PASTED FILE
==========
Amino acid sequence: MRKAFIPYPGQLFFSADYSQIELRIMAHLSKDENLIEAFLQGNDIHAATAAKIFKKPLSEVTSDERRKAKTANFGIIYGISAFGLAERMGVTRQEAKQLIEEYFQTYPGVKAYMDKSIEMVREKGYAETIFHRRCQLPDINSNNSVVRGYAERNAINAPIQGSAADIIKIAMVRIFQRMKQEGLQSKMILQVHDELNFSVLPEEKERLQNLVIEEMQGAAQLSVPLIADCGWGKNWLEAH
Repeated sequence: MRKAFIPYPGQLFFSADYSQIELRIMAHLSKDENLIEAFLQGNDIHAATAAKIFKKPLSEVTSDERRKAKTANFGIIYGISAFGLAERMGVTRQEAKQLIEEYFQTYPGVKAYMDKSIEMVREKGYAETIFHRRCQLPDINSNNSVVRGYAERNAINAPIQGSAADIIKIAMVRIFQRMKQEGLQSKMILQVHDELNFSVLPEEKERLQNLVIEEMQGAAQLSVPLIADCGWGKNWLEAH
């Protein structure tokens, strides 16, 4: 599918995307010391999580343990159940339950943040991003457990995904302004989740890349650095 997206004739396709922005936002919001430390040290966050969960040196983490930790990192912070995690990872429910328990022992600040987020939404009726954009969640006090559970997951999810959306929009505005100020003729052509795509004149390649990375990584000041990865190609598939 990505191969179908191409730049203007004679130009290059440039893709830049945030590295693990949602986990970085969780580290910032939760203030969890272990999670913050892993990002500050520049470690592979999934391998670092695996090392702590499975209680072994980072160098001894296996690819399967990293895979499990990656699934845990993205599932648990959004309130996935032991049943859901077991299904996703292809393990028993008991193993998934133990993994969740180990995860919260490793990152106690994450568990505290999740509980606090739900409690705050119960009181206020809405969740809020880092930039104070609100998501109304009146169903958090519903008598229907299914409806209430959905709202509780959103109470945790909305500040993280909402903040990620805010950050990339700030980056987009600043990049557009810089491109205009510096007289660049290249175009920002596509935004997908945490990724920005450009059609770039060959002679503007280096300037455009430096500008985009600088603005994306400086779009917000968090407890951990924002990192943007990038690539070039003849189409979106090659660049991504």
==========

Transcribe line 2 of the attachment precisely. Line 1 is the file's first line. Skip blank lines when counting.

Repeated sequence: MRKAFIPYPGQLFFSADYSQIELRIMAHLSKDENLIEAFLQGNDIHAATAAKIFKKPLSEVTSDERRKAKTANFGIIYGISAFGLAERMGVTRQEAKQLIEEYFQTYPGVKAYMDKSIEMVREKGYAETIFHRRCQLPDINSNNSVVRGYAERNAINAPIQGSAADIIKIAMVRIFQRMKQEGLQSKMILQVHDELNFSVLPEEKERLQNLVIEEMQGAAQLSVPLIADCGWGKNWLEAH